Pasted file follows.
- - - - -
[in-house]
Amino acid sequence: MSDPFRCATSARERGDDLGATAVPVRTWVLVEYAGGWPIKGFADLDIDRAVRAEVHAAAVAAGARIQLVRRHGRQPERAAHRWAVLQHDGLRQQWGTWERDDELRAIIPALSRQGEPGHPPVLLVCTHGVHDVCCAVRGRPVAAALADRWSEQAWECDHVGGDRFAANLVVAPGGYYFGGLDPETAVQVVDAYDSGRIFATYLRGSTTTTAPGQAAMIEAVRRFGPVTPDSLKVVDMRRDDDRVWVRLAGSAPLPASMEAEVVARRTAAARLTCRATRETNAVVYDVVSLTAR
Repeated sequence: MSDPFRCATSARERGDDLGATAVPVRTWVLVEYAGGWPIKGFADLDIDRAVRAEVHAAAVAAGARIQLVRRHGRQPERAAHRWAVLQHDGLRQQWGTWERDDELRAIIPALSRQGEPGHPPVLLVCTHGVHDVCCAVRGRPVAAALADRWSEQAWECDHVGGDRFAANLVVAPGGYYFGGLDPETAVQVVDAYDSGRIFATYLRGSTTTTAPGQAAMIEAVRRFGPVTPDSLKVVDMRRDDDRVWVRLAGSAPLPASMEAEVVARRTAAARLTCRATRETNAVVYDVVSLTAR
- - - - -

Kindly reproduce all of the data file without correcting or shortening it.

[in-house]
Amino acid sequence: MSDPFRCATSARERGDDLGATAVPVRTWVLVEYAGGWPIKGFADLDIDRAVRAEVHAAAVAAGARIQLVRRHGRQPERAAHRWAVLQHDGLRQQWGTWERDDELRAIIPALSRQGEPGHPPVLLVCTHGVHDVCCAVRGRPVAAALADRWSEQAWECDHVGGDRFAANLVVAPGGYYFGGLDPETAVQVVDAYDSGRIFATYLRGSTTTTAPGQAAMIEAVRRFGPVTPDSLKVVDMRRDDDRVWVRLAGSAPLPASMEAEVVARRTAAARLTCRATRETNAVVYDVVSLTAR
Repeated sequence: MSDPFRCATSARERGDDLGATAVPVRTWVLVEYAGGWPIKGFADLDIDRAVRAEVHAAAVAAGARIQLVRRHGRQPERAAHRWAVLQHDGLRQQWGTWERDDELRAIIPALSRQGEPGHPPVLLVCTHGVHDVCCAVRGRPVAAALADRWSEQAWECDHVGGDRFAANLVVAPGGYYFGGLDPETAVQVVDAYDSGRIFATYLRGSTTTTAPGQAAMIEAVRRFGPVTPDSLKVVDMRRDDDRVWVRLAGSAPLPASMEAEVVARRTAAARLTCRATRETNAVVYDVVSLTAR